67. Anonymous says:

    good news for sites…. ajax is frequently used on in.

  68. Anonymous says:

    XMLHTTPRequest is great but nothing really new. A WebService client would be a giant extension!

    Most people use XMLHTTPRequest to do something very similar to web service calls. I see a chance for a common cross-browser definition for that. FF/Mozilla do already have an interface, but it’s not supporting all the basic standards.

  69. Anonymous says:

    I’m wondering if this new implementation will fix IE 6’s broken caching, described here: http://mir.aculo.us/articles/2005/08/28/internet-explorer-and-ajax-image-caching-woes

  70. Anonymous says:

    wel this progress has amazed me since the beginning,the only thing that i feel missing is the download manager,it will be the best of the best if you implement it.

    about CSS rendering,can you make it fully compatible with 2.1?

  71. Anonymous says:

    For a change i think this is good. Somethimes MS does see the trend and adapts even though IE is certainly not an early adopter of net technology. Hope IE7 comes soon. Am still without tabs…

  72. jobrssfeed says:

    I am using Firefox to replace IE6, because of the tabs browsing and speed…

  73. Anonymous says:

    @[MSFT] EricLaw, Al Billings

    Re: Erik Arvidsson’s note on native JS support.

    I was all gung ho for running AJAX natively, until I read this.

    Is this seriously the implementation? It better not be!, if it is, fix it or ditch it!

    Most AJAX implementations now use (pseudo-code):

    try(window.XMLHttpRequest)…

    try(new ActiveXObject("Msxml2.XMLHTTP"))…

    try(new ActiveXObject("Microsoft.XMLHTTP"))…

    and have extended the native XMLHttpRequest, to handle additional features, and prototyping.

    If you implement a "fake" native XMLHttpRequest Object, you will break several sites (both existing, and future), in IE7.

    Emanuel

  74. Anonymous says:

    "Keep up the good work, if you guys can get up to par with web standards…"

    Well, they won’t and MS has said IE7 won’t be much better with standards so …

    Will IE7 make any significant improvements in support of the DOM? The last it supported was those from 1998 and we are well past that while all the other browsers are up to date through at least 2004.

  75. Anonymous says:

    wow, someday you might have a browser almost as good as firefox…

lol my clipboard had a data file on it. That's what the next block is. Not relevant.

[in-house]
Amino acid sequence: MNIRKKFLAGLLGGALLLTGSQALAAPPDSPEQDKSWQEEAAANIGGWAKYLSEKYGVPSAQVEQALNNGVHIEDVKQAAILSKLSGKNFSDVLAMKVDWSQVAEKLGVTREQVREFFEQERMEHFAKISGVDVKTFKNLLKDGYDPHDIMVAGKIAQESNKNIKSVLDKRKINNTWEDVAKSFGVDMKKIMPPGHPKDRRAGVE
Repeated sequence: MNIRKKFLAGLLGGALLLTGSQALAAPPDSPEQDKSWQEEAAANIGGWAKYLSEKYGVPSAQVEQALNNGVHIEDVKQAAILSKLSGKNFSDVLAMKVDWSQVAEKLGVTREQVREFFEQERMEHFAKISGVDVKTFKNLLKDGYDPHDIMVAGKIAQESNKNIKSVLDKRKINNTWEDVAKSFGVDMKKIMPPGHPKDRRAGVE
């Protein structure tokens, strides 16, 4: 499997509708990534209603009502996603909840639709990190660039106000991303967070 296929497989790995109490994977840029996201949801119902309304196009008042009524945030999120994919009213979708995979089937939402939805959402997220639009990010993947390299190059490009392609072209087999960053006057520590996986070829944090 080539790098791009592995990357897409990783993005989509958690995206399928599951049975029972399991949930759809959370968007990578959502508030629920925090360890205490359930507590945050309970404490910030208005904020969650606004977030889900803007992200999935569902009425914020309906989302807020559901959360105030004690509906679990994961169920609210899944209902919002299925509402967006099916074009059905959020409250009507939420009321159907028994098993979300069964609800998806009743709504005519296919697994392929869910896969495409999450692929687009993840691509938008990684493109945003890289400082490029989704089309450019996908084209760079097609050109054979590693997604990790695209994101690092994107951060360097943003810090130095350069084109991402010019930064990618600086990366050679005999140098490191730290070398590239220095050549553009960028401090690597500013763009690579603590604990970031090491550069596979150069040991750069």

76. Eric says:

    Al Billings at MSFT:

    You seem displeased with the questions regarding side by side installs of different version of IE. I understand that you’d rather look at what has been accomplished (which I’d like to say is impressive) than talk about the past. However we (developers) are your customers as much as the average user. We WANT to support your products.

    I’m not someone who thinks IE is this awful browser. I don’t use it primarily and I don’t agree with every design decision but I do think you guys have attempted to make a quality platform as best you can with the resources available over the years. At the same time, understand we want to support your product and the users of it as best we can. If we can’t run the older browsers, we can’t do that. We are asking for a safe way to do this. We don’t want to have to run a Windows 98 or ME machine and leave ourselves open to the risk of data loss to ourselves and others that even your company acknowledges. What we need is a safe way to compartmentalize your older browsers to test our sites with them.

    You say that IE includes fundamental OS components that can’t be removed. I’m not disagreeing with you. However you do have the virtualizing technology to run multiple operating systems. Why couldn’t microsoft freely release a small program that simulates a very simple windows environmentthat can includes only versions of IE (5-6 would be most important) and nothing other than those programs?

    I know this wouldn’t be easy but at the same time I don’t think it’d be all that hard. If we can’t do this, we’re going to have to keep doing unsupported things that are going to lead to increased support calls (even if you don’t support it, people have to answer the phone/email and figure out that this is what is causing the problem) and headaches for everyone involved.